Dante 01 (2008) – [rate 4.0]
Think French mashup of Cube and the Fountain with an odd Christ-theme and you’re probably pretty close to Dante 01. In a remote space station, prisoners of the worst kind volunteer to be guinea pigs for experimental drugs, to escape a death sentence. An original premise for sure, but it works ok and the actors perform well enough to prevent you from being distracted by such incongruity with reality.
The story may come across as somewhat unsatisfactory, especially once you see the ending, but it actually makes sense in a metaphorical sense if you give it some time to simmer and stew in your mind. Clever and novel, I liked it a lot, but I’m certain it’s not for everyone. Don’t go and see this if you expect to see some Event Horizon action and fx. Do see it if you’re into stuff like Solyaris or Pi. (though truth be told, Marc Caro isn’t a Tarkovsky or Aronofsky just yet)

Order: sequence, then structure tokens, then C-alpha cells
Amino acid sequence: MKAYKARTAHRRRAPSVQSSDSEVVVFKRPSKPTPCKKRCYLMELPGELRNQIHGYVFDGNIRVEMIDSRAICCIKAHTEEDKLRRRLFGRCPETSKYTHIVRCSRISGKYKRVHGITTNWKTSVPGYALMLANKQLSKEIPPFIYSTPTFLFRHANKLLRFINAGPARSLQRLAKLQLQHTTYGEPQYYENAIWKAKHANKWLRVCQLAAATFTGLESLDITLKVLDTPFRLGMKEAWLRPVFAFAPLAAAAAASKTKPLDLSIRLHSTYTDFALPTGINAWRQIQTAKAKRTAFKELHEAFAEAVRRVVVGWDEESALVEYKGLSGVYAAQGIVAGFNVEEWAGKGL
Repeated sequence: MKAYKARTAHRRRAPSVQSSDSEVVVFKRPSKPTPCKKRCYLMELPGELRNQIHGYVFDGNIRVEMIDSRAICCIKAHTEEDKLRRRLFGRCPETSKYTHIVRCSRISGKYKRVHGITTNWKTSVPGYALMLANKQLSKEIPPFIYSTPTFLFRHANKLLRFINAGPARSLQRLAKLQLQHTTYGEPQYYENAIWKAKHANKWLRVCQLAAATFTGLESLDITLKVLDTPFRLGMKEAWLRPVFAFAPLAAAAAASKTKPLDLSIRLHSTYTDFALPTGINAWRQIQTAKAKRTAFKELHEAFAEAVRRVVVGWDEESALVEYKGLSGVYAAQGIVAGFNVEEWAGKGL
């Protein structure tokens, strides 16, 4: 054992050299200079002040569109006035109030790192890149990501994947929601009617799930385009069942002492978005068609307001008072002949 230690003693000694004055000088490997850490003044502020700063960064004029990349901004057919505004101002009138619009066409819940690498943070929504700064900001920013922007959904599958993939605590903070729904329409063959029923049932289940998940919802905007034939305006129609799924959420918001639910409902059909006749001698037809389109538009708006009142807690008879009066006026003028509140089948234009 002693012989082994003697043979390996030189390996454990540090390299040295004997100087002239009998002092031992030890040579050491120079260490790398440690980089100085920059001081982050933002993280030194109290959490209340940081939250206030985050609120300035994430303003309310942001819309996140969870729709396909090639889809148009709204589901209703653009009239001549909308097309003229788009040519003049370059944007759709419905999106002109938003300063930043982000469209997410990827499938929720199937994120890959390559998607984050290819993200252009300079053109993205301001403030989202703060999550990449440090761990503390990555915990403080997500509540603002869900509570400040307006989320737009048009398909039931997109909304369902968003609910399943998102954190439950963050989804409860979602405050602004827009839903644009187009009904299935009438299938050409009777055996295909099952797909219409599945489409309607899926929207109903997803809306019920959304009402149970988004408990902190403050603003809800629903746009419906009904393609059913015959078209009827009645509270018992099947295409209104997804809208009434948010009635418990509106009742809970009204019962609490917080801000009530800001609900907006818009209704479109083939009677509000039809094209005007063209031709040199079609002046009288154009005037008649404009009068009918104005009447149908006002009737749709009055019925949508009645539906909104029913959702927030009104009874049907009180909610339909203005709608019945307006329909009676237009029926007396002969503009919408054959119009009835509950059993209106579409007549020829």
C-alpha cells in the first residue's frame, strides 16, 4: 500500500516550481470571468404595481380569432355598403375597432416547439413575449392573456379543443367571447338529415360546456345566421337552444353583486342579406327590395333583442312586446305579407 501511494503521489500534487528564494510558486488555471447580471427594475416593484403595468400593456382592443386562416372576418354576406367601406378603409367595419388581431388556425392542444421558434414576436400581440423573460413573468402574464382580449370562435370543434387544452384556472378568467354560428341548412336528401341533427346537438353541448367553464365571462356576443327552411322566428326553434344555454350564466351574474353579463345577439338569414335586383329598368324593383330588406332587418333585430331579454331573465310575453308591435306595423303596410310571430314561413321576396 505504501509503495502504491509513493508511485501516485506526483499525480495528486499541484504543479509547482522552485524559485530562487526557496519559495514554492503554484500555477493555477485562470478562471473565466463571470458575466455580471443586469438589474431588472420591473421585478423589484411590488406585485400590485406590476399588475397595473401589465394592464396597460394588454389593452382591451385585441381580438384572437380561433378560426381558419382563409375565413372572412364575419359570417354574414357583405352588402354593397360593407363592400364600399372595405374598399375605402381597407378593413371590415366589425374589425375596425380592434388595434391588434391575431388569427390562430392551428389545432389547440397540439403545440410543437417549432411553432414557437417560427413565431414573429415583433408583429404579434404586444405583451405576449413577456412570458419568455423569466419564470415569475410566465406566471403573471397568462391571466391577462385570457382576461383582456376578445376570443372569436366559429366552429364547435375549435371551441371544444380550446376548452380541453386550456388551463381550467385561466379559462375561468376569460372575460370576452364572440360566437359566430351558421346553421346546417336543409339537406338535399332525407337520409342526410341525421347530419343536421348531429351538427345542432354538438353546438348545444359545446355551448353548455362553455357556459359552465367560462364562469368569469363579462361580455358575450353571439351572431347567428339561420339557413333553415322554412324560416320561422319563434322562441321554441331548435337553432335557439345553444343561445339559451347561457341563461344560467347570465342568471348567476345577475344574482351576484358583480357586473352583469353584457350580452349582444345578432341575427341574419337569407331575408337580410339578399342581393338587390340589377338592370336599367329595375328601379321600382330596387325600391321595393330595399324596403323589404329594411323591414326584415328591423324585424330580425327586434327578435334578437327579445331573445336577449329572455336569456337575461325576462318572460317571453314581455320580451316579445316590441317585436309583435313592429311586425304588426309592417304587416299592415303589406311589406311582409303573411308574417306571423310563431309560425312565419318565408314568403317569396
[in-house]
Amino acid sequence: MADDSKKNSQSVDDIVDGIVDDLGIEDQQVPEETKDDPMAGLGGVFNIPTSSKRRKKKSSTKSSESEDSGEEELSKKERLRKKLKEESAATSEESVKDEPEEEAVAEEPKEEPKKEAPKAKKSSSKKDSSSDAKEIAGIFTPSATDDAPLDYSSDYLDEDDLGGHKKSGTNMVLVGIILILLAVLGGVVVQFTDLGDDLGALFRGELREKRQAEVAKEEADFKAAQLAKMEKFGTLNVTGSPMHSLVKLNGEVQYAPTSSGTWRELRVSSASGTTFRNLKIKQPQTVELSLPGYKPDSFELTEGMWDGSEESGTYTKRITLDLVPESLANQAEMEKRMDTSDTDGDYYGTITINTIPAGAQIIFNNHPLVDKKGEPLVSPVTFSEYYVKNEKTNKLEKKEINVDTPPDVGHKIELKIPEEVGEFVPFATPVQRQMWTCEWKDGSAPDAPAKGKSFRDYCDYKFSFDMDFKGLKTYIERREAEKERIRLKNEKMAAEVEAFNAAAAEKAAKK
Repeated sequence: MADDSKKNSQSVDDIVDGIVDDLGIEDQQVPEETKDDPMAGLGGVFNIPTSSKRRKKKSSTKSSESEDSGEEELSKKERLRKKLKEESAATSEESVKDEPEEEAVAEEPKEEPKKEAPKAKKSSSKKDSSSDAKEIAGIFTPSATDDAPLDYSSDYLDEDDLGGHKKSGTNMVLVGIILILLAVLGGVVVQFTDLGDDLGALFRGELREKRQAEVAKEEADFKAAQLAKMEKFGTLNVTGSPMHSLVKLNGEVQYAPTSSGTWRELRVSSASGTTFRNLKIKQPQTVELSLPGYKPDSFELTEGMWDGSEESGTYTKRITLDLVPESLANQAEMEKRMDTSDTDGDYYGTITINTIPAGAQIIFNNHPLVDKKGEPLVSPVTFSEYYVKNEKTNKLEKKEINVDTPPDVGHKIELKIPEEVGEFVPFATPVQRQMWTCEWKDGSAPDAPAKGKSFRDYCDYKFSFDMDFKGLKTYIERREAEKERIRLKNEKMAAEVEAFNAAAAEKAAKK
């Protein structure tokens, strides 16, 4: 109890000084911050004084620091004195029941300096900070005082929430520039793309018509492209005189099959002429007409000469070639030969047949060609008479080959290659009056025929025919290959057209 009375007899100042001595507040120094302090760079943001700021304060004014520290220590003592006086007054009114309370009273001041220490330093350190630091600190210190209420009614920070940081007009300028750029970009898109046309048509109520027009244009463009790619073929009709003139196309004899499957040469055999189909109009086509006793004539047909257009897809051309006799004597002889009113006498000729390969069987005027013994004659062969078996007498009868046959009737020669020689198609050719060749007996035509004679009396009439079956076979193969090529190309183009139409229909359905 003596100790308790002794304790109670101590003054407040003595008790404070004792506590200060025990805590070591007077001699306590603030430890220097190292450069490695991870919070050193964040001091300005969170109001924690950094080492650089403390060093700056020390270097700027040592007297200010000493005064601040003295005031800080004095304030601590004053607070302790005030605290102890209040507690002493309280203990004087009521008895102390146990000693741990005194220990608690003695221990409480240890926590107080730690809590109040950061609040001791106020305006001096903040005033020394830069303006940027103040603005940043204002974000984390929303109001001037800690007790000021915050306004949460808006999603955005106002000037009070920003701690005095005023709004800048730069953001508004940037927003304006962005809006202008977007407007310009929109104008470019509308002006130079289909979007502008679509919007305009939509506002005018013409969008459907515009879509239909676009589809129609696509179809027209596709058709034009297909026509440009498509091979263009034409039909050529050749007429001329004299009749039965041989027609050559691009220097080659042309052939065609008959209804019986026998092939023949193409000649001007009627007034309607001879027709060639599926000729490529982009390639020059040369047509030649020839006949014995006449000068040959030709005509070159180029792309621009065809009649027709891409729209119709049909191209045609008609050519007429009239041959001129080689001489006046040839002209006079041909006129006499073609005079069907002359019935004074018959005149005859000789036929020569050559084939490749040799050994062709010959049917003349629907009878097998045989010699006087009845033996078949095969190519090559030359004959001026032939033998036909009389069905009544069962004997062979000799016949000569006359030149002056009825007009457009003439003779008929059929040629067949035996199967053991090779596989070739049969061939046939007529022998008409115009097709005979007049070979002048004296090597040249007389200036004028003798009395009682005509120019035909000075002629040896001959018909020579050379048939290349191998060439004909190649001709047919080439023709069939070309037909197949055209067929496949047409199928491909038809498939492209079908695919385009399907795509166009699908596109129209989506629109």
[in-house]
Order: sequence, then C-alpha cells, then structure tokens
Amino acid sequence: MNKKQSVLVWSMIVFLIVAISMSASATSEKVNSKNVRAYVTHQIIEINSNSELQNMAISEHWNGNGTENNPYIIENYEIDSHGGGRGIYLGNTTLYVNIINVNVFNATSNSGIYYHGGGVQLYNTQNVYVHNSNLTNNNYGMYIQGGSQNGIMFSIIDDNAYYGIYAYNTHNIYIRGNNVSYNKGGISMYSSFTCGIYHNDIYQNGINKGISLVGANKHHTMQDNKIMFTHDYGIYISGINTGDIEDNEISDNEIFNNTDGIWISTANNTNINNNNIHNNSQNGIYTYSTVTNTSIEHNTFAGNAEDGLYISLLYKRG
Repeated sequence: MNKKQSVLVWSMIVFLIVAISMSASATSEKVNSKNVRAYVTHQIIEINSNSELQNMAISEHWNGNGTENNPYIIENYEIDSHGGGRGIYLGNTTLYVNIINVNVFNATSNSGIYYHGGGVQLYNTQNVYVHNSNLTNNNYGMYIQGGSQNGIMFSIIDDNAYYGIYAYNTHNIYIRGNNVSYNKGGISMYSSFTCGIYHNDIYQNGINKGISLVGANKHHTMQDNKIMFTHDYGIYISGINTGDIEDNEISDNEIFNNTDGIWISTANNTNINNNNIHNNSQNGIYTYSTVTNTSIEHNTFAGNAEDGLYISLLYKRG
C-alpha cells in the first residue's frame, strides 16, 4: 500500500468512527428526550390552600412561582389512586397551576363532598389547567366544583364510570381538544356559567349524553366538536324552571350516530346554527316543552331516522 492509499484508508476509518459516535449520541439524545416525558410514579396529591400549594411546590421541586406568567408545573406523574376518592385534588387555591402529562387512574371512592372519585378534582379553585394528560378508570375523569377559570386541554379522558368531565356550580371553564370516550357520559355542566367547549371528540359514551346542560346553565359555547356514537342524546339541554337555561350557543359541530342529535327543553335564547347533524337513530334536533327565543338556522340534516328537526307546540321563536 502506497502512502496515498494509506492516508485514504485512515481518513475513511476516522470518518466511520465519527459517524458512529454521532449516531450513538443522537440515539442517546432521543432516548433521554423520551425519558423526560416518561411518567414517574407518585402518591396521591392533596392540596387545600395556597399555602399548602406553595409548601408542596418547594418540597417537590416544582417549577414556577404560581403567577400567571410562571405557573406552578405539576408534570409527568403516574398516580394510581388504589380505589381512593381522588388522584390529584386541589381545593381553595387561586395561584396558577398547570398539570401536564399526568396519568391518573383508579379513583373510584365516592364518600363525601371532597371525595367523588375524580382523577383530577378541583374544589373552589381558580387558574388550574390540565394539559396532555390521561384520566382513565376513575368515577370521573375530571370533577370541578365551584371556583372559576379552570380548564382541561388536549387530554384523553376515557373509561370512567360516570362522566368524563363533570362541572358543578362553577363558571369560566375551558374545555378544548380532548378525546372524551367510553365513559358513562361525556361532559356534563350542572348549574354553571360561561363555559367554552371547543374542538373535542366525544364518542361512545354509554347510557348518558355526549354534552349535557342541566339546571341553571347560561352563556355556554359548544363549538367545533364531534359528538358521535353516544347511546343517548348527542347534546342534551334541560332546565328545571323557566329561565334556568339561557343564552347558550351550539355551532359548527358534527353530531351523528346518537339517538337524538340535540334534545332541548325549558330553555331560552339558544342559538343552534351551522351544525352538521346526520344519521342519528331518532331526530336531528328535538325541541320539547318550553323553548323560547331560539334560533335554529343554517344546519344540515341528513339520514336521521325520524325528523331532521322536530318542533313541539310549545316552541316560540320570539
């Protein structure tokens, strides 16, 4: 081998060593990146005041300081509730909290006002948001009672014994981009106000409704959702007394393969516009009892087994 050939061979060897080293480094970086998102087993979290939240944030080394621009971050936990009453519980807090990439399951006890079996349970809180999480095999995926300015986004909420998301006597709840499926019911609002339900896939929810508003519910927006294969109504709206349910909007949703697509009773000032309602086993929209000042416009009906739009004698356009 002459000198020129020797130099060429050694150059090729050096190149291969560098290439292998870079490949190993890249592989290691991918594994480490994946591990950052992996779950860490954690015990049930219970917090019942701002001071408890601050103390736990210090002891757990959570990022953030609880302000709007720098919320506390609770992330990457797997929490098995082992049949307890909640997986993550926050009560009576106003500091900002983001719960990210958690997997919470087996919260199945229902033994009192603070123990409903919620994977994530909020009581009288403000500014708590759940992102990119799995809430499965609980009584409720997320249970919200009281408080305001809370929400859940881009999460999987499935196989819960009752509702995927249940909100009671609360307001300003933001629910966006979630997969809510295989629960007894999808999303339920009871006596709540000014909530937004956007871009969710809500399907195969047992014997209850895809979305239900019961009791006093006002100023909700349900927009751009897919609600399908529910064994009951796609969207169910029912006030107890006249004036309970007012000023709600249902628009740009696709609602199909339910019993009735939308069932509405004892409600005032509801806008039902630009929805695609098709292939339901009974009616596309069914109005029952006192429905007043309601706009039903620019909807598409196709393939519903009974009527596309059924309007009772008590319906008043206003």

Stingray Sam (2009) – [rate 3.5]
Most of what’s really great about Stingray Sam was already featured in American Astronaut, which was one of my favourites in a previous edition of the AFFF. Still, the movie takes this zany universe of cowboy astronauts a step further and blends in Terry Gilliam-like animations to help the story along.
The movie was shot as a six-part series, intended for broadcasting on mobile phones. The quality of the images does nothing to betray this fact, everything looks crisp and ready for the theatre, but the pacing of each episode is clearly geared to keep the attention of the instant message-generation.